Innovation in Teaching

Heading Into The Classroom

This week we head into the final, closing module of our PME 811 course. I am here to wrap up my thoughts on the following burning question:

How do we keep our teaching innovative and creative? How do we stay relevant and create programming that follows curriculum, teaches students the necessary skills and engages them with the material?

I announce with great excitement on my final blog post that I am heading into my first classroom in a few short weeks. I will officially be teaching communications at the college level and I could not be more excited. All of the learning and collaboration throughout this course has got the ball rolling on my plans for the fall. Now more than ever I am concerned with my burning question, and decided to do what we’ve been stressing throughout this semester – collaborate.

Immediately after accepting the position, I turned to a couple professors whom I admire and asked the question: “How do I do this? Where do I start? How do YOU do this?” And was pleasantly overwhelmed with the support and suggestions I received. Ask and you shall receive, am I right? I now have a few templates to structure my semester as well as the classes themselves, and I am already hunting for the “latest and greatest” methods to communicate the content matter.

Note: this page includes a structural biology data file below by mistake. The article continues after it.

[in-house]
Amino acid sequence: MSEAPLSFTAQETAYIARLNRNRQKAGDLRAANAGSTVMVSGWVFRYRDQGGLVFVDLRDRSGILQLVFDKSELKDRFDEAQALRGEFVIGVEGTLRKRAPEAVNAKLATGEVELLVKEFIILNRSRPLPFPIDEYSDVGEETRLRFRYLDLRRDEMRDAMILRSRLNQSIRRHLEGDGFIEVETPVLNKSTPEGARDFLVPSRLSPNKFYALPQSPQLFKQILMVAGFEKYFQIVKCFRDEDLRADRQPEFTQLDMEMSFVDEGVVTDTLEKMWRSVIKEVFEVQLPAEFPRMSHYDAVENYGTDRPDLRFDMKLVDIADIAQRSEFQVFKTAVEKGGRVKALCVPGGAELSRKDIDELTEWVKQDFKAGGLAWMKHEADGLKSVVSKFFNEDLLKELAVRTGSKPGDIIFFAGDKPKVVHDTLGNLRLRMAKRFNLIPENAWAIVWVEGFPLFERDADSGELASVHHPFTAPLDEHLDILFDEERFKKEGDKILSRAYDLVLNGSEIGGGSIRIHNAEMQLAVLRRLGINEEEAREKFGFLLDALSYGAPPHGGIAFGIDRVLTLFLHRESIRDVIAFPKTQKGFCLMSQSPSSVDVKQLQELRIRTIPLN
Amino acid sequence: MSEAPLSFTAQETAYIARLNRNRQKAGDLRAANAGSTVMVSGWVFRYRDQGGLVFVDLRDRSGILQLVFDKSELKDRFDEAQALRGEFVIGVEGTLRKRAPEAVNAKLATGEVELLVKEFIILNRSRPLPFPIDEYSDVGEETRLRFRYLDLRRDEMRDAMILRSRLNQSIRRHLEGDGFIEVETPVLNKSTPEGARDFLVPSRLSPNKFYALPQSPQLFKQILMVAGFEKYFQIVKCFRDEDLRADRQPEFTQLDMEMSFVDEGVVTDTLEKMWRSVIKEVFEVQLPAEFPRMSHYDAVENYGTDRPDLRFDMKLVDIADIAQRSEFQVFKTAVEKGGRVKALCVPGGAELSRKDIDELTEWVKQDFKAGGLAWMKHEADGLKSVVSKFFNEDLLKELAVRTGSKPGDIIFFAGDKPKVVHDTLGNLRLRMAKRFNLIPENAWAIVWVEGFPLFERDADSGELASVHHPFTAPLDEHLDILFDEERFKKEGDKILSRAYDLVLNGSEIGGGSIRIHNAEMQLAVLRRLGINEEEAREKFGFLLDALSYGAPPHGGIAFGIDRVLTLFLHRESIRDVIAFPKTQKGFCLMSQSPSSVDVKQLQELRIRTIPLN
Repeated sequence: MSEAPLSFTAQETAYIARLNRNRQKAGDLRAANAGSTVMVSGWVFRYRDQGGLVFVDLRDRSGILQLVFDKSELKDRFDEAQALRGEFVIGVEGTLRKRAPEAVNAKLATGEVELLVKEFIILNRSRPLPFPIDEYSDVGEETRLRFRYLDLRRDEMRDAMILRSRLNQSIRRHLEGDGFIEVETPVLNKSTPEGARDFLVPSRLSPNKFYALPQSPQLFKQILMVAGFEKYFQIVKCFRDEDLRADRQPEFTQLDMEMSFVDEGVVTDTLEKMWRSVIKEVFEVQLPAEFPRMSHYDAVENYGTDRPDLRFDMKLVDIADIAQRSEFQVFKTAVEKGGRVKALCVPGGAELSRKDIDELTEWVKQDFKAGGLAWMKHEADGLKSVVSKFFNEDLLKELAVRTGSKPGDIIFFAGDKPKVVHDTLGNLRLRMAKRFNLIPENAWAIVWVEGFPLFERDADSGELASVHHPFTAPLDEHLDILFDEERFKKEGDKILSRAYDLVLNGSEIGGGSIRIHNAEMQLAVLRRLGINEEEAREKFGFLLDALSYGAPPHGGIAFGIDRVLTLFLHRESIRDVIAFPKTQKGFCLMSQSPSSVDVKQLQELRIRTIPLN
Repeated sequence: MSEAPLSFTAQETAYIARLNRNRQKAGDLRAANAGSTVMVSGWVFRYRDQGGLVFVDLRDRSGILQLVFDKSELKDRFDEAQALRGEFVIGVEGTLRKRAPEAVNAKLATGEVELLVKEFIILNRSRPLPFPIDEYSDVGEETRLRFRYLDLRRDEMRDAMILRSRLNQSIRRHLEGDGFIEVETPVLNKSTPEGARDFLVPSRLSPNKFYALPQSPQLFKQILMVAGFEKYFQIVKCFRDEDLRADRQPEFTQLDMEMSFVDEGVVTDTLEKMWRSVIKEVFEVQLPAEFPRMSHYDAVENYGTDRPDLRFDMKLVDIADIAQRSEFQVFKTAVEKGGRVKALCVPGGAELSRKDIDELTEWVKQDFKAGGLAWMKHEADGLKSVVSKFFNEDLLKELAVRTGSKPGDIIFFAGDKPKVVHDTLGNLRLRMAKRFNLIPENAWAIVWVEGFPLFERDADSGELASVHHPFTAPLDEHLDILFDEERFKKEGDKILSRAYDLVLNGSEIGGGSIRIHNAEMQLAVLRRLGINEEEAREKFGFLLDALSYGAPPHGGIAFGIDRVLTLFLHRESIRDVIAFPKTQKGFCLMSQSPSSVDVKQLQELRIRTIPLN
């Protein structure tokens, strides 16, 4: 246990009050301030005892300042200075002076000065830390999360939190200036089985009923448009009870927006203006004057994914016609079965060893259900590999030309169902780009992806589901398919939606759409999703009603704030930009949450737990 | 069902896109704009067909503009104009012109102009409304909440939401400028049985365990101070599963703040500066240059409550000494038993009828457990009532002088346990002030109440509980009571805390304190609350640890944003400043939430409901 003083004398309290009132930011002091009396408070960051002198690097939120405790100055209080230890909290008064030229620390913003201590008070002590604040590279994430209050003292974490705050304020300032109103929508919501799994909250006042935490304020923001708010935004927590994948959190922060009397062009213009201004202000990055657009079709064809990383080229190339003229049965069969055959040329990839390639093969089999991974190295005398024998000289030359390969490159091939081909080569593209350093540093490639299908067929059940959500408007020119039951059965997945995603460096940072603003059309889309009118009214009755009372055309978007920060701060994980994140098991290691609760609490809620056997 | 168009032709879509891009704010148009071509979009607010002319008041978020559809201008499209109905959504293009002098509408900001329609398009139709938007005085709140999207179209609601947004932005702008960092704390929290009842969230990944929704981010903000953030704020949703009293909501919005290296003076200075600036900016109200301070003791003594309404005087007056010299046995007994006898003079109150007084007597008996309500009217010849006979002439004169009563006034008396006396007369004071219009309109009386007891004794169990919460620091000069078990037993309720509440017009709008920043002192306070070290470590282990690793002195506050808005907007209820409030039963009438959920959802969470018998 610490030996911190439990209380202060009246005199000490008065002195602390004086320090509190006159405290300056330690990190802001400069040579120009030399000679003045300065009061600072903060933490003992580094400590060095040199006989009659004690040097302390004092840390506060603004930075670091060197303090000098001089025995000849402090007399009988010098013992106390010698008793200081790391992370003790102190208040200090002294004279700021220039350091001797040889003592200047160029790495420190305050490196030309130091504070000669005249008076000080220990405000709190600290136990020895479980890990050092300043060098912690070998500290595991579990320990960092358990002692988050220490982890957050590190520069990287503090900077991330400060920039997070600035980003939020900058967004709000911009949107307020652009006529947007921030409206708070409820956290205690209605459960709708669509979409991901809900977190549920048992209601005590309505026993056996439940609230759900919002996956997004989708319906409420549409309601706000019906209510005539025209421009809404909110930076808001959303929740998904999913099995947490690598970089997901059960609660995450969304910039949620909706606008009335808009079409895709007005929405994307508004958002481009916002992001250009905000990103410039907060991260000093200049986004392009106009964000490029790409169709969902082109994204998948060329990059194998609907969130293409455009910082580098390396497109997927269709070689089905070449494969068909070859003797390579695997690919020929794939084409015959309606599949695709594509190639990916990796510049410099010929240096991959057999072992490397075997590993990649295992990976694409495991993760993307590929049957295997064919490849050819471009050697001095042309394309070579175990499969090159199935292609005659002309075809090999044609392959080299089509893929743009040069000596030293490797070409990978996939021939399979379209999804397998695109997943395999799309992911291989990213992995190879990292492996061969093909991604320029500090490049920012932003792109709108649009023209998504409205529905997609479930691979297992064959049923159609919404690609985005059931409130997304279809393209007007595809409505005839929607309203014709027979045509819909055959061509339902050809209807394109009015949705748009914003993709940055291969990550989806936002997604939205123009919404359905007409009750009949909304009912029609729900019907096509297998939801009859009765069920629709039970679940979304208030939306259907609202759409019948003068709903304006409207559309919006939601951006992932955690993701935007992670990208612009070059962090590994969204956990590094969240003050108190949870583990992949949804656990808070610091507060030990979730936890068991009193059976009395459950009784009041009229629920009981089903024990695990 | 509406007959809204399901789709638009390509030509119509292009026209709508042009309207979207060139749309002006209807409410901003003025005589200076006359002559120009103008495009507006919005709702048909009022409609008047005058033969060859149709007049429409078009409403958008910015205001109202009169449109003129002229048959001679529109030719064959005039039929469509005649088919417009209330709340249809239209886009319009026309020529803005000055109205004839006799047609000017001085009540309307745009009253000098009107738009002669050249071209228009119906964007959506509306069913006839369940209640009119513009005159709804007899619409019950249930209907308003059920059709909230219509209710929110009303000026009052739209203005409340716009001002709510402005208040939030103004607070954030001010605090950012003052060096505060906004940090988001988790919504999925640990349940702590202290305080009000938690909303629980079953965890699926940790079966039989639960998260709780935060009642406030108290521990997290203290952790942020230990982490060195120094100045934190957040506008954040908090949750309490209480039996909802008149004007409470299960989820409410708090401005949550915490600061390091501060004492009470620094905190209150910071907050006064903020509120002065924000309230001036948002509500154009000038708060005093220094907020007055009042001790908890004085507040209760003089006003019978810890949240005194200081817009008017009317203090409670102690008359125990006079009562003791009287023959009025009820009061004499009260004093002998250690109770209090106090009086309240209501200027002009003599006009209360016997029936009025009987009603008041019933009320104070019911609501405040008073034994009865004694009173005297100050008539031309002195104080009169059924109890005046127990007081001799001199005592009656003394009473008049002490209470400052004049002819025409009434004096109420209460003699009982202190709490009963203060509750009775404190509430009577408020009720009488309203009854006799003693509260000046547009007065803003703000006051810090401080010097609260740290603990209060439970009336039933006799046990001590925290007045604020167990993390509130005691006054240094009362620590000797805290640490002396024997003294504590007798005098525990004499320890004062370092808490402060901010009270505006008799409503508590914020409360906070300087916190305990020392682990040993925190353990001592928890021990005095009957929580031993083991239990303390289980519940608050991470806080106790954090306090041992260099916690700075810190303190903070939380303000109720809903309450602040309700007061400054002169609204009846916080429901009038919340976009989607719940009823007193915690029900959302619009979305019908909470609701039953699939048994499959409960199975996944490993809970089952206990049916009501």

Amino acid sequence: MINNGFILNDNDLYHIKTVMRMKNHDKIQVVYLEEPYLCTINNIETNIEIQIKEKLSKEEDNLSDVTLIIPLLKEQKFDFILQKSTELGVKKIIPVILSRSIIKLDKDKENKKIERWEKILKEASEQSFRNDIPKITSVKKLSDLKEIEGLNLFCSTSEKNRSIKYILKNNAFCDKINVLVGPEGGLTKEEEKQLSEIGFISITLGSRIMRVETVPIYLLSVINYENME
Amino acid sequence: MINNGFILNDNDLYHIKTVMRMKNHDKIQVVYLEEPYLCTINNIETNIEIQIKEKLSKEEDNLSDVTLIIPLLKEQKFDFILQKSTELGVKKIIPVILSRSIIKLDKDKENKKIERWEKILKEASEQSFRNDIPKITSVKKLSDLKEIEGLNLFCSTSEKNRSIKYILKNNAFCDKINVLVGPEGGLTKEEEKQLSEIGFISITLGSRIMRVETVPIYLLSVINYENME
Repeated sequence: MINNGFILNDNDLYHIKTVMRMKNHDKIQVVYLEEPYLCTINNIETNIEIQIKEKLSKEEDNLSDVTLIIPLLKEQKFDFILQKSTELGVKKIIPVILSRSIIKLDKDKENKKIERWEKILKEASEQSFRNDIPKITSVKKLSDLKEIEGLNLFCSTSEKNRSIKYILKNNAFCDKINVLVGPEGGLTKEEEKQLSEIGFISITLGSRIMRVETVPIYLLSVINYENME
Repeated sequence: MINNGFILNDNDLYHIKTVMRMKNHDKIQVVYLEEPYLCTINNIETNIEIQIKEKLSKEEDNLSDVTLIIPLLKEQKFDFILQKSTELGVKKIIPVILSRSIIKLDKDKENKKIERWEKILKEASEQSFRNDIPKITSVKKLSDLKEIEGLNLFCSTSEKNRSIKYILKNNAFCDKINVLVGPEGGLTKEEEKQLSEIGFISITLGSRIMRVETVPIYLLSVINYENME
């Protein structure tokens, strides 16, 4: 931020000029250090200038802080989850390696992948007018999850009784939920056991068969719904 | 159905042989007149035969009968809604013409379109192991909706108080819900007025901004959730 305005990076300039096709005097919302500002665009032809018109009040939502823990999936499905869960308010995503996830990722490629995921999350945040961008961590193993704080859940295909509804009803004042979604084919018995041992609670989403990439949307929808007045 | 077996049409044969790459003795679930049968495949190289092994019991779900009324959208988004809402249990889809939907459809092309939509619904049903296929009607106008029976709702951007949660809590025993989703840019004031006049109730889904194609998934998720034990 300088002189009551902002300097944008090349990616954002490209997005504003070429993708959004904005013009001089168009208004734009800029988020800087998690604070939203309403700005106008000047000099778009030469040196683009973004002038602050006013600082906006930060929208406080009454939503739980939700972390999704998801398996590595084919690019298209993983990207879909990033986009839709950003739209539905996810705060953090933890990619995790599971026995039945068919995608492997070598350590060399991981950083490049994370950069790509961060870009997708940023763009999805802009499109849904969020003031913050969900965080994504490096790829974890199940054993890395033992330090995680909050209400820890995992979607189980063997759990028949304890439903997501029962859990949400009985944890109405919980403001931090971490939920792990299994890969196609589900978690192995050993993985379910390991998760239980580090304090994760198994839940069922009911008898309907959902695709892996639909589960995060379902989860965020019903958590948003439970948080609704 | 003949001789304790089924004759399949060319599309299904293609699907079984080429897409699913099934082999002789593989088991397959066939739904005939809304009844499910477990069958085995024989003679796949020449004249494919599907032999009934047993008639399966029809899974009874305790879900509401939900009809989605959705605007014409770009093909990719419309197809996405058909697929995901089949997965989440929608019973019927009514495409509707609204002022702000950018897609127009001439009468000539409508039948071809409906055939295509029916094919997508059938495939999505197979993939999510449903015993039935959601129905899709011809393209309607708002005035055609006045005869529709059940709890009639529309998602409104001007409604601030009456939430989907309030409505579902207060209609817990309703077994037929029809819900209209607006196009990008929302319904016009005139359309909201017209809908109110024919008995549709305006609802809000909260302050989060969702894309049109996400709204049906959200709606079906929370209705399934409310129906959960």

So, now it is time for a little closure to the semester. I’m going to break down my question and answer it in the two parts I’ve addressed week after week:

How do we keep our teaching innovative and creative?

We keep our teaching innovative and creative through research, collaboration and listening. Listening to our peers and administration for feedback, but most importantly listening to our students. Observing their challenges and successes, and asking them for their feedback on our teaching as well. We keep flexibility in our programming when we can to address their interests and keep them empowered and motivated. We realize that not all creativity is good creativity and become selective as educators to draw upon innovation and creativity when it is necessary and when it will work for the content we are presenting.

How do we stay relevant and create programming that follows the curriculum, teaches students the necessary skills and engages them with the material?

It is up to us to stay relevant. While having time given to us by the administration can help and is encouraged, it is ultimately up to us to “keep with the times” and adjust accordingly (speaking from a post-secondary level). The structure of the curriculum will vary between post-secondary institutions, and therefore we must research to remain relevant and address the appropriate learning material. As stated above, give students the opportunity to address their interests in projects when applicable and encourage self-regulation in their learning experience.

Thanks again to everyone who has tuned in throughout this PME blogging experience. I look forward to working with you more in the near future.

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